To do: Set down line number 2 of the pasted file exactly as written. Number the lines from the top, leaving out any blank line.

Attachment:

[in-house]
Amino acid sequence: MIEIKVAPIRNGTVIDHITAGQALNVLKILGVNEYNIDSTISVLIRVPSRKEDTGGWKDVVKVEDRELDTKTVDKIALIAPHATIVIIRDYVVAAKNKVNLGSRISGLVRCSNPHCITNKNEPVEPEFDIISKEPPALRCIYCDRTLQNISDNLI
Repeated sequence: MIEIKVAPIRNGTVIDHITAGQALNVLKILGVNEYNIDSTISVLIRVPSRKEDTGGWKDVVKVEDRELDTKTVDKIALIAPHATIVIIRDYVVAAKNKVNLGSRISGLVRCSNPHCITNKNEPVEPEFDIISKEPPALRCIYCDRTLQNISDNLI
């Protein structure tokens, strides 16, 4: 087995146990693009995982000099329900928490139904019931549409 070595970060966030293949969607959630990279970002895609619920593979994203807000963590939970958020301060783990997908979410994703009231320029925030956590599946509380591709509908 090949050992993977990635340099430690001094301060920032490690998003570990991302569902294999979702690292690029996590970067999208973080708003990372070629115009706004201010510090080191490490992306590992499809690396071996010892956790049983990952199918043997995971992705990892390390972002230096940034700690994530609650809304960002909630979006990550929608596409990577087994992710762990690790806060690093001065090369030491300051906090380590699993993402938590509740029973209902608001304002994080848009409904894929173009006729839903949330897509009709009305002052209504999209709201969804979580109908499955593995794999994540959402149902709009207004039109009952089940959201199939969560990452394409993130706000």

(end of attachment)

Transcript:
Amino acid sequence: MIEIKVAPIRNGTVIDHITAGQALNVLKILGVNEYNIDSTISVLIRVPSRKEDTGGWKDVVKVEDRELDTKTVDKIALIAPHATIVIIRDYVVAAKNKVNLGSRISGLVRCSNPHCITNKNEPVEPEFDIISKEPPALRCIYCDRTLQNISDNLI